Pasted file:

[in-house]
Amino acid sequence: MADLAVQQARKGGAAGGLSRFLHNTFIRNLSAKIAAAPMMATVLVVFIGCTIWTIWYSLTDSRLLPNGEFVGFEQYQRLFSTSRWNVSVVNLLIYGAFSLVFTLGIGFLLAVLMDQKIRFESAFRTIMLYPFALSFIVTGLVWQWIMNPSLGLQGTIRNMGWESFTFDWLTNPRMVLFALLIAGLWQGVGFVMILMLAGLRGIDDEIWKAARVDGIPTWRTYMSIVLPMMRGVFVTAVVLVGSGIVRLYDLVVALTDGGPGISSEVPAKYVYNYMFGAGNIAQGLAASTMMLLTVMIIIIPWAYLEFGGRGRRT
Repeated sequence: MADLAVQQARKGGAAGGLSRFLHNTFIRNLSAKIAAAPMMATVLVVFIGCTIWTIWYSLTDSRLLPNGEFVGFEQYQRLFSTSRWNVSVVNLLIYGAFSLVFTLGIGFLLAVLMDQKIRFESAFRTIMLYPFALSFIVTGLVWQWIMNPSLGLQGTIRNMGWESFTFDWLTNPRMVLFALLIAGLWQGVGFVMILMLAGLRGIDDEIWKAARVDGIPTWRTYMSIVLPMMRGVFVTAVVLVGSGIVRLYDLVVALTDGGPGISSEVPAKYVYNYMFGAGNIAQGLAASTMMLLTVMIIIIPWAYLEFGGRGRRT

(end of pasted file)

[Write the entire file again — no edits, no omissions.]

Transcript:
[in-house]
Amino acid sequence: MADLAVQQARKGGAAGGLSRFLHNTFIRNLSAKIAAAPMMATVLVVFIGCTIWTIWYSLTDSRLLPNGEFVGFEQYQRLFSTSRWNVSVVNLLIYGAFSLVFTLGIGFLLAVLMDQKIRFESAFRTIMLYPFALSFIVTGLVWQWIMNPSLGLQGTIRNMGWESFTFDWLTNPRMVLFALLIAGLWQGVGFVMILMLAGLRGIDDEIWKAARVDGIPTWRTYMSIVLPMMRGVFVTAVVLVGSGIVRLYDLVVALTDGGPGISSEVPAKYVYNYMFGAGNIAQGLAASTMMLLTVMIIIIPWAYLEFGGRGRRT
Repeated sequence: MADLAVQQARKGGAAGGLSRFLHNTFIRNLSAKIAAAPMMATVLVVFIGCTIWTIWYSLTDSRLLPNGEFVGFEQYQRLFSTSRWNVSVVNLLIYGAFSLVFTLGIGFLLAVLMDQKIRFESAFRTIMLYPFALSFIVTGLVWQWIMNPSLGLQGTIRNMGWESFTFDWLTNPRMVLFALLIAGLWQGVGFVMILMLAGLRGIDDEIWKAARVDGIPTWRTYMSIVLPMMRGVFVTAVVLVGSGIVRLYDLVVALTDGGPGISSEVPAKYVYNYMFGAGNIAQGLAASTMMLLTVMIIIIPWAYLEFGGRGRRT